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Old April 29, 2005, 07:13 AM   #31
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Trespassing...
Seems that the general firearm owning public believes that shooting someone who is trespassing is a justified act.

Is this true? If someone is on your land, trespassing, but does not brandish a gun, are you justified in your actions?

Any legalities in firing "warning" shots?

Quote:
This is what happens when the original poster is not specific enough in his original comments...

I wasn't talking about someone who has simply wondered onto your property, but those that are committing an "act", such as stealing...
Jelly, you were plenty specific in your original comments. You just asked the wrong question. Your clarification to be more specific about trespassing to say the person was doing something else like stealing does not make sense. These are two completely different legal concepts. So this thread is apparently NOT about trespassing?

Your clarification reminds me of a confrontation I saw on a live talk show between the mother of a dead 12 year old boy and the man who shot the boy. There were a couple of relatives with the upset mother and the wife and two kids of the husband. At the time of the broadcast, the man had been cleared of any wrongdoing and apparently the mother's attempts at a civil suit had failed.

The upset mother noted how the man had shot and killed her unarmed baby and that his use of lethal force was completely unjustified. She kept saying that death was not the penalty for trespassing. Of course, she was right in this regard, but the man did not shoot her son for trespassing. She never seemed to be able to grasp this notion.

As it turned out, the dead son was with several other kids who broke into the man's house as a part of a gang initiation. The man heard the noise of the invasion, grabbed his pistol, and confronted a group of boys in his hallway that connected the bedroom area to the rest of the house. The man yelled at the boys several times while pointing his gun at them. Specifically, he yelled at them to stay back, but the boys continued to approach and he opened fire.

Even by the end of the show, the mother of the dead boy kept saying the penalty for trespassing was not death. Also by the end of the show, the man kept saying that at the time, all he knew is that there were many people in his home that did not belong there and who aggressively advanced on his position after being warned several times. He said that he had to shoot because he was not only in fear for his life, but in fear for the lives of his family. When he fired, he was between the intruders and his family.

Was the boy trespassing? As in Jelly's clarification, the answer is YES. But also as in Jelly's clarification, the trespasing was simply a minor component of a situation where other and more serious things were occurring.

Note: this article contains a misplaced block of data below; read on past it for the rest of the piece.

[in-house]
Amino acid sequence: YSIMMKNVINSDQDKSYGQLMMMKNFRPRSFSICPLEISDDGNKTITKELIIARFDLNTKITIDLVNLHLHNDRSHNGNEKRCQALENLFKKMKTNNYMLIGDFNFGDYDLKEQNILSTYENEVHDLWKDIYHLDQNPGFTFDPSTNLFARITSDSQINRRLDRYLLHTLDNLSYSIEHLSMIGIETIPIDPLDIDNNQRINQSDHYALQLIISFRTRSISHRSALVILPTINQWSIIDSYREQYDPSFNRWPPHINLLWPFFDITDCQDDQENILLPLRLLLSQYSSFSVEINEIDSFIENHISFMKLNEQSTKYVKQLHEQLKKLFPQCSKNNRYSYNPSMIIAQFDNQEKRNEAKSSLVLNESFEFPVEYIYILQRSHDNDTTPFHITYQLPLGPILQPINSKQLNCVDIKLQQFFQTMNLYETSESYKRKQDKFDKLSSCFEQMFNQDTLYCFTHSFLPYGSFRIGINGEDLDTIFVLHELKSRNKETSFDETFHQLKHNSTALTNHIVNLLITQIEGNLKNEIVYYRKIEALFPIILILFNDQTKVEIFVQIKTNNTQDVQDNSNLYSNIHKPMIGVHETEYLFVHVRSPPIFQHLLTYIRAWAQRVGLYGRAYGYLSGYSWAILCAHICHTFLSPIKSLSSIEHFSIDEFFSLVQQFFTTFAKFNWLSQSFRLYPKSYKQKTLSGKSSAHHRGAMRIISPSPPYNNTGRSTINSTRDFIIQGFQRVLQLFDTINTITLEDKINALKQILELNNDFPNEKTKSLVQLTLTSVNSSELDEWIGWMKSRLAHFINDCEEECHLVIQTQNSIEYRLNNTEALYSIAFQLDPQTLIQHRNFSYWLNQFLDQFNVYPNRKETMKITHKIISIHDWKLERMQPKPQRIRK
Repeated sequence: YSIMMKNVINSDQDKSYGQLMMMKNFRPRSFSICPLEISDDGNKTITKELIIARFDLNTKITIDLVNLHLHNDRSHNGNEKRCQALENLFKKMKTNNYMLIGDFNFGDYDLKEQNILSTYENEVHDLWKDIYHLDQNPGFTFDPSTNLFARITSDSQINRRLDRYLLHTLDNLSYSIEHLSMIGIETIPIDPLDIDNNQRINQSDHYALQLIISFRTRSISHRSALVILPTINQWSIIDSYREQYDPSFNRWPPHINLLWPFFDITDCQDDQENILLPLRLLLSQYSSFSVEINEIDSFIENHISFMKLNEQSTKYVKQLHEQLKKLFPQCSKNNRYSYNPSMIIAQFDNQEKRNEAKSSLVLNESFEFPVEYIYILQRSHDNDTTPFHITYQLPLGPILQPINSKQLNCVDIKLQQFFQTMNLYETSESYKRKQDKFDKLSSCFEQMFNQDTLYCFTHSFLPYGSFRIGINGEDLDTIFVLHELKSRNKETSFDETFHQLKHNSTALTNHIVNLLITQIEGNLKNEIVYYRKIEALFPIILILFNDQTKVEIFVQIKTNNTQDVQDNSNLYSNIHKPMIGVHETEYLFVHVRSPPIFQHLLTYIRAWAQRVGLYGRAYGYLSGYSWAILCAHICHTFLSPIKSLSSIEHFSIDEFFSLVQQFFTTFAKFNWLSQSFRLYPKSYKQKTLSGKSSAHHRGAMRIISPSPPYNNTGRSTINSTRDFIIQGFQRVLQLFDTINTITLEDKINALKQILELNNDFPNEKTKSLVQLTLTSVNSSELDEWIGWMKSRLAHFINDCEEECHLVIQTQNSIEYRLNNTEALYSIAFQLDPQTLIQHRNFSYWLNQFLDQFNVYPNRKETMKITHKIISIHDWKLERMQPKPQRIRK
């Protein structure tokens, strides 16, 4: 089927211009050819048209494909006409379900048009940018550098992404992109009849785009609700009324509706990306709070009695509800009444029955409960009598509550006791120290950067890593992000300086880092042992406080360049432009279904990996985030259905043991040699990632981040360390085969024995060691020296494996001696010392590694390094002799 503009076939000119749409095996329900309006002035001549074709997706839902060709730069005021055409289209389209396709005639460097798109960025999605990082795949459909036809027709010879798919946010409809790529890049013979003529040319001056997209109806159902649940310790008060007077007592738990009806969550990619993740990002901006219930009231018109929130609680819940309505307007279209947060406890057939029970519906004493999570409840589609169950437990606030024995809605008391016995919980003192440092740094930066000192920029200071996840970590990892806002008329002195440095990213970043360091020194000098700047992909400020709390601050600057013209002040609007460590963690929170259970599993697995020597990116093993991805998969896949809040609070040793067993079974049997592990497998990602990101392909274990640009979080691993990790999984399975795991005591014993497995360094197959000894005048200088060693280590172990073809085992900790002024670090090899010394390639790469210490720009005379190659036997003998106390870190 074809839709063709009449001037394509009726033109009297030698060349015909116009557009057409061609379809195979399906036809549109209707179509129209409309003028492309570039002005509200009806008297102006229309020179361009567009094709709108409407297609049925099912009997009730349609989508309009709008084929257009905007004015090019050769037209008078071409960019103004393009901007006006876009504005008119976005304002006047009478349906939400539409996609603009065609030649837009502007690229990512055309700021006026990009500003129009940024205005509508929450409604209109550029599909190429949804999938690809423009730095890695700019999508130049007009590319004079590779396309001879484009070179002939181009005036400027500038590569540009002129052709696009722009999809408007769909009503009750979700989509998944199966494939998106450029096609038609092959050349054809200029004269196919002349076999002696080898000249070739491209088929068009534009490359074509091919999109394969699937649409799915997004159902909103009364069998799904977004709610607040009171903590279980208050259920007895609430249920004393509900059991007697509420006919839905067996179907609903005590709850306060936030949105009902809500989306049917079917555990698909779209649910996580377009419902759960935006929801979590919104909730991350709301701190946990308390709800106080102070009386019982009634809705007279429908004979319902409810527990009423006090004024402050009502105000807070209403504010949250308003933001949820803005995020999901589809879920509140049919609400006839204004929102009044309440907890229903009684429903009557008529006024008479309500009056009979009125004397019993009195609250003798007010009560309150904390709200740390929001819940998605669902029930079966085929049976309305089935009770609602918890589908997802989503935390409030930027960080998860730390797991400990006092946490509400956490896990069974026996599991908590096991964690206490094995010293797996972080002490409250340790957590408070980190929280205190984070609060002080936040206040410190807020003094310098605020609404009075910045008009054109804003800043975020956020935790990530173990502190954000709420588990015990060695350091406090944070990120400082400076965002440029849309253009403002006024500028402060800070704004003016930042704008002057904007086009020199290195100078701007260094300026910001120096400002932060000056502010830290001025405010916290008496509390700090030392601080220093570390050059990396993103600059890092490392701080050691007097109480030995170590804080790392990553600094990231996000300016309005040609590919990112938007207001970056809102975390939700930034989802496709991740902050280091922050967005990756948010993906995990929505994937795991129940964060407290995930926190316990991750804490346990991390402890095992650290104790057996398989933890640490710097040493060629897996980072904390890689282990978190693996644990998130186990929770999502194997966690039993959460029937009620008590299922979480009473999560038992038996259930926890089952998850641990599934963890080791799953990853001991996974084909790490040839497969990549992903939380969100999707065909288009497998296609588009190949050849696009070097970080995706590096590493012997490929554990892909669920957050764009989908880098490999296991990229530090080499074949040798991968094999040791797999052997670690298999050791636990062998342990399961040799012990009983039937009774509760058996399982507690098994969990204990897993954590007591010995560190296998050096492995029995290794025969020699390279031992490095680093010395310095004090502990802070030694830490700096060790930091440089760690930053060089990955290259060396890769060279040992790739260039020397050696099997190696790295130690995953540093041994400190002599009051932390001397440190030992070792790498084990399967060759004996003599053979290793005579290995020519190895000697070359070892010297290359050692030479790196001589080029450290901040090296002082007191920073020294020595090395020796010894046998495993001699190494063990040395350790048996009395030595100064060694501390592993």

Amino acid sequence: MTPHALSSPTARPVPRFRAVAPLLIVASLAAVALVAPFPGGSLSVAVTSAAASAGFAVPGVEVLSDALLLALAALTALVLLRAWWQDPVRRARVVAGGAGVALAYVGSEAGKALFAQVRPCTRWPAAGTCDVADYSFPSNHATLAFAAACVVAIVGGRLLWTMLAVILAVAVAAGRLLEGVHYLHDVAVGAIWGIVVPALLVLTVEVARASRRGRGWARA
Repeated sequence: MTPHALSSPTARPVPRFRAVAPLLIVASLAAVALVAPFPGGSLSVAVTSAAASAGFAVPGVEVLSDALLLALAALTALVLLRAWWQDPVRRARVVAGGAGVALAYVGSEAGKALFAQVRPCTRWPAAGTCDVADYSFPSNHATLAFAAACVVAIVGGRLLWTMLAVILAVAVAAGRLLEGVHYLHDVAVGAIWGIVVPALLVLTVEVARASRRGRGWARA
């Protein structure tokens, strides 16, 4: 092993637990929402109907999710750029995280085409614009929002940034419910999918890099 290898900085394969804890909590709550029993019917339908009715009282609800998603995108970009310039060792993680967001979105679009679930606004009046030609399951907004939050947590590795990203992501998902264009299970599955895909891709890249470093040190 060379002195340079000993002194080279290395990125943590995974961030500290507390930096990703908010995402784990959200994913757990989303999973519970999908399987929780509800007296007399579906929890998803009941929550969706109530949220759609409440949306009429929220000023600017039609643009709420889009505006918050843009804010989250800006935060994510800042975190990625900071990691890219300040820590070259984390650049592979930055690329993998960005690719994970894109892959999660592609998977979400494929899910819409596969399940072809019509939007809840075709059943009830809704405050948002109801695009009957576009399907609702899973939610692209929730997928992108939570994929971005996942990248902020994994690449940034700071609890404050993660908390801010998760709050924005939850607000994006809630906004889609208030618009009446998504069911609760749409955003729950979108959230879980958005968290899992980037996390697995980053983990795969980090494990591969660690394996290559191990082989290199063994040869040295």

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Old April 29, 2005, 10:39 AM   #32
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"Right then the guy begins retreating and suddenly his reddened crazed eyes focus on that big .44 muzzle with the cylinder that was beginning it's rotation as he kept coming! He starts saying with his hand out" I was at the party last night Bro, I just wanted to thank you"


"Now, if I see any of my neighbors across the street in my back yard, I will open carry out and tell them to get the heck off my land. If they refuse then I will hold them for criminal trespass while calling the LEO's (cell phone). If they move toward me I will fire."



"I was close to shooting a tresspasser(property posted and fenced) that exhibited bizarre behavior and who advanced on me( an senior citizen) while I repeatedly retreated and loudly objected to his assault on me ( not battery but the definition of assault) , ignored my -plain and resonable commands and put me in fear of my life. "



"I pointed a revolver at a drunk who was in my backyard (I also have a 6-foot fence and locked gate) several years ago.


"He was in my yard taking a whizz, and when I opened the sliding glass door and told him to stop ******* on my azaleas, he turned and charged at me. He stopped dead in his tracks, and then turned and scrambled back over the fence."


No, not all gun owners think it is exceptable to shoot people trespassing on their property when they cannot articulate an immediate threat to their life, but obviously some do. At first I thought this was a crazy topic, but I guess not.
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Old April 29, 2005, 10:59 AM   #33
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eka,

Some may brandish a weapon a bit quicker than I would.

Several do think it's prudent to be ready to shoot someone, if it comes to that.

Your examples belie your conclusion. Not one shot the trespasser.
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Old April 29, 2005, 11:07 AM   #34
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Some of you guys badly need to get some professional training.
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Old April 29, 2005, 11:43 AM   #35